Tuesday, June 08, 2004

I try to make an effort to keep my professional career distinct from my writing career. They really have nothing to do with each other, and I'm wary that the fluff I write at night will make it hard for some people to take me seriously during the daylight hours. For the same reason, I don't talk about this blog at work, and I don't invite professional colleagues out to the bars to watch me drink myself Pentecostal. It's safer that way.

So imagine my surprise a short time ago when I picked up the phone and, on the line, was an editor with a chain of weekly Manhattan community newspapers I deal with on a professional basis.

"What do you want?" I asked. "A quote? A lead? An ad?"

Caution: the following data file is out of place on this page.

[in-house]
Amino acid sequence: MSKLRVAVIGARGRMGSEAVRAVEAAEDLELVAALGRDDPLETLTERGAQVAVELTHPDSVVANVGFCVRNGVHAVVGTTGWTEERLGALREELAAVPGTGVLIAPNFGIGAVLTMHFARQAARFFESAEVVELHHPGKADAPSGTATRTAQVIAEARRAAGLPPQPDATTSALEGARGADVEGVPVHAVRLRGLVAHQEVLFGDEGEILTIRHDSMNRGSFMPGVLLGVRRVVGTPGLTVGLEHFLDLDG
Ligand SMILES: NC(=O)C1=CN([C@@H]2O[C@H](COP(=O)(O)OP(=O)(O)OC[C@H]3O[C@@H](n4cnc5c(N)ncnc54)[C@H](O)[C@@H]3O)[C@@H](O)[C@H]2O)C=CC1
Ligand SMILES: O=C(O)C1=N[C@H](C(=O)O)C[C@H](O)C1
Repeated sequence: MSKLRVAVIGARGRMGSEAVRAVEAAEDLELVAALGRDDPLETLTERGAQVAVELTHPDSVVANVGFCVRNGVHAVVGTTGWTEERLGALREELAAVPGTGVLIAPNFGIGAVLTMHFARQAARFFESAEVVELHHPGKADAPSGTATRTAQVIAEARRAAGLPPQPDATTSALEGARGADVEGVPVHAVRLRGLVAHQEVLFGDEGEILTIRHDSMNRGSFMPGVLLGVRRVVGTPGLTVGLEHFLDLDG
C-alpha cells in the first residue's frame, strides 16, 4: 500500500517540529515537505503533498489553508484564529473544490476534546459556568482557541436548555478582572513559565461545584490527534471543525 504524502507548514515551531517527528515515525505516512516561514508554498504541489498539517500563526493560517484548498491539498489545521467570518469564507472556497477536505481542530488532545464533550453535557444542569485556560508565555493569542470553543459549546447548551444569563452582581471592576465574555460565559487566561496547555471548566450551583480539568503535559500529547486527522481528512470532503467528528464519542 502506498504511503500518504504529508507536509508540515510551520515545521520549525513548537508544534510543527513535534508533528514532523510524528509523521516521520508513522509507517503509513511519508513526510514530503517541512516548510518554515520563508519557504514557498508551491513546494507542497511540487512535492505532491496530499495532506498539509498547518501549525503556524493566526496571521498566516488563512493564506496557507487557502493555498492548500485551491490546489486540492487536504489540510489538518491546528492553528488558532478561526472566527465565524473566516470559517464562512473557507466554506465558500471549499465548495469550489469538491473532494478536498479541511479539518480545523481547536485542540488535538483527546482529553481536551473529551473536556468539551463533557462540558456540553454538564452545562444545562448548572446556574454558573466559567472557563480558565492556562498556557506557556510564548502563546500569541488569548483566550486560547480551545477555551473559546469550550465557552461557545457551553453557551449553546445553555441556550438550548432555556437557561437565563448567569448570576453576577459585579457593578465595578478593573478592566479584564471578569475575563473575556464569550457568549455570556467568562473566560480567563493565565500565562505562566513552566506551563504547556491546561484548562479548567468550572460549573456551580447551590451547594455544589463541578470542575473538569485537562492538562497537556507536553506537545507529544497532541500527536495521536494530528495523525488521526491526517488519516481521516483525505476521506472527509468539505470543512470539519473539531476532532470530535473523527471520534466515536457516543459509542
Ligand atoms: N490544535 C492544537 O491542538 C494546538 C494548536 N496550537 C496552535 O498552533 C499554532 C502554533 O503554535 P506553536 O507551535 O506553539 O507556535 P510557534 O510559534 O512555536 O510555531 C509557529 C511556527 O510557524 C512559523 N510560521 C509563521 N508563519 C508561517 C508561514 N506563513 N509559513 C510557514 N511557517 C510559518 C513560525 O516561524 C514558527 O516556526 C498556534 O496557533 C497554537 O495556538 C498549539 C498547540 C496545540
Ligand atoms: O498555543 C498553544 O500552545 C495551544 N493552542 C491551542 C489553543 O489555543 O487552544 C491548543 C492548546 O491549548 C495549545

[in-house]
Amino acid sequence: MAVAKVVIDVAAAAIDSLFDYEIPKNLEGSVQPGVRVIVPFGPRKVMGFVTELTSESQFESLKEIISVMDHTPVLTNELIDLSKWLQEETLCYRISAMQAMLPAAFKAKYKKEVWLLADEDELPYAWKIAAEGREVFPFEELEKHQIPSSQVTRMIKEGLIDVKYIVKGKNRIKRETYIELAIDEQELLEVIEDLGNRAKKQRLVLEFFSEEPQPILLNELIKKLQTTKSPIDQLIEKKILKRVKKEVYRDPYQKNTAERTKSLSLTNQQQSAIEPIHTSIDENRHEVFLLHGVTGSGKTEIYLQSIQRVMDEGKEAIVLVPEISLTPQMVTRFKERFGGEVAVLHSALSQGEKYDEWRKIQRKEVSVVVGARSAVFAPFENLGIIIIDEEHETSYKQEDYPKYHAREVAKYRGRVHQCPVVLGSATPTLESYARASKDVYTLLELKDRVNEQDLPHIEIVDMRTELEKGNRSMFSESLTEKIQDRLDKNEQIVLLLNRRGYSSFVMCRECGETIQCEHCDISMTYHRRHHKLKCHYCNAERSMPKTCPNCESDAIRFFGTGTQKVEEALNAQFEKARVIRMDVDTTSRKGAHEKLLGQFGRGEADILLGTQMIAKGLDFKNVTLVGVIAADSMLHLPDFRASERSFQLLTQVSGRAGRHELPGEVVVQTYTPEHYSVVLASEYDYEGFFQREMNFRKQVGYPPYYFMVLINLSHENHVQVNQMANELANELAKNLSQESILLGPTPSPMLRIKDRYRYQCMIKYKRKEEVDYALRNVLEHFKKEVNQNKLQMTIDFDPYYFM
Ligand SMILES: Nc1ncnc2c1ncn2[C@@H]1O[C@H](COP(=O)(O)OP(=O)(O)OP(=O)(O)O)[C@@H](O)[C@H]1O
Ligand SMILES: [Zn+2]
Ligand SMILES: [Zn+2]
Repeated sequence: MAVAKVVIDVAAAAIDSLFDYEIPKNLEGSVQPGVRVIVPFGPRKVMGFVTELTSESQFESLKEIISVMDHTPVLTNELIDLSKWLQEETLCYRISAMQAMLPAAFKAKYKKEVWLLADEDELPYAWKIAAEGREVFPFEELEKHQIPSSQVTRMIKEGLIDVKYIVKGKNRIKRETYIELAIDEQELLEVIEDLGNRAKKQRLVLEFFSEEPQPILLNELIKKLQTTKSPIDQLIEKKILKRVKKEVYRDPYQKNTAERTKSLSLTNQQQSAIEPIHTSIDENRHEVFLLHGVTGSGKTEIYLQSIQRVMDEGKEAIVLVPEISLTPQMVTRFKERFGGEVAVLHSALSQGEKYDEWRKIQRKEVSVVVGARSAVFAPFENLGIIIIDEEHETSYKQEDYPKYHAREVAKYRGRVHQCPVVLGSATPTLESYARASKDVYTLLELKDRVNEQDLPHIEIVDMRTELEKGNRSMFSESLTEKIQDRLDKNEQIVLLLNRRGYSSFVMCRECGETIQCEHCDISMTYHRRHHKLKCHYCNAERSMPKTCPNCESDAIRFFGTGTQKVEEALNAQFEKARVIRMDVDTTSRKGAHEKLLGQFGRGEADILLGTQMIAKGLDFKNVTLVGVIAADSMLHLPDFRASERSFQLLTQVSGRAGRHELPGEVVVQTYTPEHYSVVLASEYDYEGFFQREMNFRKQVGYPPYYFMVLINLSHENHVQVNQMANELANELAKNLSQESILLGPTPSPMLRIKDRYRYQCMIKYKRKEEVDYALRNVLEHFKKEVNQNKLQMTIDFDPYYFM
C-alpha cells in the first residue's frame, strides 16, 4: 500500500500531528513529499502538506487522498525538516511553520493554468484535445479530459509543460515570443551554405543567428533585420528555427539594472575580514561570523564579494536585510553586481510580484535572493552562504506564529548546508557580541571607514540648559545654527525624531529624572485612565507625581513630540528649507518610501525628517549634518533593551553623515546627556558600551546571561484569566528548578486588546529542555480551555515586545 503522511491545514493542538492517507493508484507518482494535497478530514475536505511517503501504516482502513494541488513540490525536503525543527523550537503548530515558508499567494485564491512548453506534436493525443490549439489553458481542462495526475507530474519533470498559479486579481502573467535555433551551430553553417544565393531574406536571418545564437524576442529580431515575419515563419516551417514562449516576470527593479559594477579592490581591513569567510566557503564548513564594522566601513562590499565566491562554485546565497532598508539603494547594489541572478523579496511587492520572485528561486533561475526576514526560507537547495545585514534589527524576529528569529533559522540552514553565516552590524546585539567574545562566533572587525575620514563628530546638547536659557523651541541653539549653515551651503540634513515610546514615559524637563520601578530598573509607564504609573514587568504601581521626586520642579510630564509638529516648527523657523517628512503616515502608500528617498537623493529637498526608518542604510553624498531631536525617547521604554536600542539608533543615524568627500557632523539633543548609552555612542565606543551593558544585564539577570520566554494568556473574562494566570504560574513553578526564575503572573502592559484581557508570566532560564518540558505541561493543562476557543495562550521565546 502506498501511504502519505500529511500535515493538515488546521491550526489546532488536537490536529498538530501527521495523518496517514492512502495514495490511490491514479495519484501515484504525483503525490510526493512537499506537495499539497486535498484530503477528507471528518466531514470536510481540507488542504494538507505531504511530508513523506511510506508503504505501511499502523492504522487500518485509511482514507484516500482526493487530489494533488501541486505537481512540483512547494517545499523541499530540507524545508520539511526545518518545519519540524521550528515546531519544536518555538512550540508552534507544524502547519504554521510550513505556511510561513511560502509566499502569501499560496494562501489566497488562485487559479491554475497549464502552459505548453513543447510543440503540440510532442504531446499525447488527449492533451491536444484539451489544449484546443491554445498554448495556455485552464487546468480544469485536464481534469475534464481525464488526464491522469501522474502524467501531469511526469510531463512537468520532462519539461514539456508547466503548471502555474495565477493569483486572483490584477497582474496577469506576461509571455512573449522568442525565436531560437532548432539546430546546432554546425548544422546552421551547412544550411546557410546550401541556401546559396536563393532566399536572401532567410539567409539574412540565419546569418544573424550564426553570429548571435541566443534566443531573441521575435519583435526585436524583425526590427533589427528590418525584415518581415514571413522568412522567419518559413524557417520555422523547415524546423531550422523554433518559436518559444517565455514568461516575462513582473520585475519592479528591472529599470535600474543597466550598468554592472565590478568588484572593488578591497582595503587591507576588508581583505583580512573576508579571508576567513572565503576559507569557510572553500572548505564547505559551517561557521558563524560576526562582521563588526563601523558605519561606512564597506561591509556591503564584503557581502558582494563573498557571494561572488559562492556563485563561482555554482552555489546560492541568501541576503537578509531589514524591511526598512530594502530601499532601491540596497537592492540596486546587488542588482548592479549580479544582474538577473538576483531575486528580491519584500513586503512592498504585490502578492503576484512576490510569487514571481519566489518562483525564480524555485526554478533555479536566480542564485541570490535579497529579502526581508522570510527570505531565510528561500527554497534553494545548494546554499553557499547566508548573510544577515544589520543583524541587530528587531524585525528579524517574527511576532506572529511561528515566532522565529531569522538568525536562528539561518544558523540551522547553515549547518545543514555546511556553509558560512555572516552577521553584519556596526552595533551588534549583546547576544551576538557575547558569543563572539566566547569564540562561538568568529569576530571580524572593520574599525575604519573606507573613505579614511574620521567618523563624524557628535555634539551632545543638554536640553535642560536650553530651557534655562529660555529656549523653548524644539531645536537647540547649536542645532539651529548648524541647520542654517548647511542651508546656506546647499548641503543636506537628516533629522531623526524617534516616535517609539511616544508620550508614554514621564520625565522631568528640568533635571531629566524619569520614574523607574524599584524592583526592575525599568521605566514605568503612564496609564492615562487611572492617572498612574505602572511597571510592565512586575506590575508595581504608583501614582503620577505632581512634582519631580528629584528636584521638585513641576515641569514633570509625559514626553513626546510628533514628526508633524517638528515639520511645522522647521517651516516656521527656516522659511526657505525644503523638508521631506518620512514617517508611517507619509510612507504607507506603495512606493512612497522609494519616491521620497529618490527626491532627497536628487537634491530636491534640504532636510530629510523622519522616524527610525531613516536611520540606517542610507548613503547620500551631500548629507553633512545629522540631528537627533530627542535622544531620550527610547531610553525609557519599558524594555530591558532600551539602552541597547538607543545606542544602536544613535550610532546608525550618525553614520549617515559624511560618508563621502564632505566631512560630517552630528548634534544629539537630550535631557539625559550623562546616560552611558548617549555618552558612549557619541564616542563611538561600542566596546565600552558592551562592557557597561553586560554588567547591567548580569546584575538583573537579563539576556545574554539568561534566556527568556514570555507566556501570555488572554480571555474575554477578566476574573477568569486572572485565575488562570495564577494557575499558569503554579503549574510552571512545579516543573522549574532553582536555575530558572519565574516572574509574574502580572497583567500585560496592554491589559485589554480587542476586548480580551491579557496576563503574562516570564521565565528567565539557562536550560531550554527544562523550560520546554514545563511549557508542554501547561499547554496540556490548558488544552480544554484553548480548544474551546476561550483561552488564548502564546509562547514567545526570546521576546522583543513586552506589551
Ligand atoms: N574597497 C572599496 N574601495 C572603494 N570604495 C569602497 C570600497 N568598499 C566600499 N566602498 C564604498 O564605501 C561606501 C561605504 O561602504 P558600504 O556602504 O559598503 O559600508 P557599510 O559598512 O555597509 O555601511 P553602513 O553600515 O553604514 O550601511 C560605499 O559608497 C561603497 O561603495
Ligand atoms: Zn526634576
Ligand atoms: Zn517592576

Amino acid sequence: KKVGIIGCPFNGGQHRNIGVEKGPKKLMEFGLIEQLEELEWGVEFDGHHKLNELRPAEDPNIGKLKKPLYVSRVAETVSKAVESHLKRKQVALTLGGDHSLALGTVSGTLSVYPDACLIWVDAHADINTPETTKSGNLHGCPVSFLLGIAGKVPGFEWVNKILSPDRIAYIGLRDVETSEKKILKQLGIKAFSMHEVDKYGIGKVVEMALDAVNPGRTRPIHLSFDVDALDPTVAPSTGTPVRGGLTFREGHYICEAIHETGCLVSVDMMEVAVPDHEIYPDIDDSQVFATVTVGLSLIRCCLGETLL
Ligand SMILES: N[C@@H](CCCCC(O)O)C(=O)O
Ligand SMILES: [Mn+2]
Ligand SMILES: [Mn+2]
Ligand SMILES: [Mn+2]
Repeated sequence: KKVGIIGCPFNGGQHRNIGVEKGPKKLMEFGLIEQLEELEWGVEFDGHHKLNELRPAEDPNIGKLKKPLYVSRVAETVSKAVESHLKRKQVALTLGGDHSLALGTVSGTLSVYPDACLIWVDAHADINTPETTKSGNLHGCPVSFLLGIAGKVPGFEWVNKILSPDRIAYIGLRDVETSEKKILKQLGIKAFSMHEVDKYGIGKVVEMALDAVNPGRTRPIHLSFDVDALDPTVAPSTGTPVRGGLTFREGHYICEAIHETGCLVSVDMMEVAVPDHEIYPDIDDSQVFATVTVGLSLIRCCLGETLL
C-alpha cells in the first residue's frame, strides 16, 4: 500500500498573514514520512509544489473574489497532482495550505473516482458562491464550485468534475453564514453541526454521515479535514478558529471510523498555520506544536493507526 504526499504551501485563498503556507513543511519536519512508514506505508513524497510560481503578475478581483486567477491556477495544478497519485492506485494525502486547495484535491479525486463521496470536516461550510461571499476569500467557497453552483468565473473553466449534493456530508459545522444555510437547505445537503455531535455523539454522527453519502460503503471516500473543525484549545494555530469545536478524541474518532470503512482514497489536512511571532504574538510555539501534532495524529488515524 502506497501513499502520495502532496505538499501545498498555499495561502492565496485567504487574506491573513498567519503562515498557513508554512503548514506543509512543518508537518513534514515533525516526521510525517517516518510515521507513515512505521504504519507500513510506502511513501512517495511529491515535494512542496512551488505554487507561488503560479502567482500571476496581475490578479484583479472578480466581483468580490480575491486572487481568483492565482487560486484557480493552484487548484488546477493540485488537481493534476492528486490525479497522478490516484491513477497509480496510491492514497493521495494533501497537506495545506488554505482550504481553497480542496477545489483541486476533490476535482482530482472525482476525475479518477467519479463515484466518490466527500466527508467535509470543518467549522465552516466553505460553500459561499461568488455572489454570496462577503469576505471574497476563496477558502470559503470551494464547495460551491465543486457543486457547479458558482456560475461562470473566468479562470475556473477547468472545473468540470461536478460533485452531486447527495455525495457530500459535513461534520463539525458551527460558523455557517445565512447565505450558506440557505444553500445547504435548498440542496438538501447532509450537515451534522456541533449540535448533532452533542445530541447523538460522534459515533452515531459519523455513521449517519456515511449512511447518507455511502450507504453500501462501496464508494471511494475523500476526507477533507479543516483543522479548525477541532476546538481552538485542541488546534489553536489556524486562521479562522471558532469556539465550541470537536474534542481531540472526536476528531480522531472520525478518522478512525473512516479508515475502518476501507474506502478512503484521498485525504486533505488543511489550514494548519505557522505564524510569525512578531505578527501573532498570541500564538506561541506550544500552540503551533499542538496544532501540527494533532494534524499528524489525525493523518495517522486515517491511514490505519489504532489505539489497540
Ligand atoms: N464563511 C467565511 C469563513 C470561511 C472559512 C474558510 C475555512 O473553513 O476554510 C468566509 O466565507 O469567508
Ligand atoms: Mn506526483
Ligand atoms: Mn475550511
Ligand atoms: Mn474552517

"No. I want to see if you're willing to be interviewed about your novel for our Gay Pride issue."

[Insert sound of Rob dropping phone to ground here]


When The Night We Met was published, shortly after I started this job, I fully expected to inadvertently out myself as a writer. It didn't happen, though, and the possibility vanished from my mind... until now.

I really don't know why I'm surprised. I do everything as 'Rob Byrnes' -- I don't even use 'Robert,' except on legal and financial documents -- so it's not as if I'm being the least bit circumspect. In fact, it's strange that I've never found any evidence that my professional colleagues have even Googled me. Very strange. I mean, I've Googled all of them. Several times.

Don't get me wrong: it's a good thing, and I'm glad the intrepid editor was clever enough to put two and two together. Yes, it's a surprise, but now that I've held this job for 27 months, I don't think the book alone will give me the reputation of being a light-weight. I survived getting highlights without alarming my Board of Directors, so I think I'm pretty secure.

Anyway, the interview is at 3:00 tomorrow afternoon. I'll say nice things about all of you. Promise.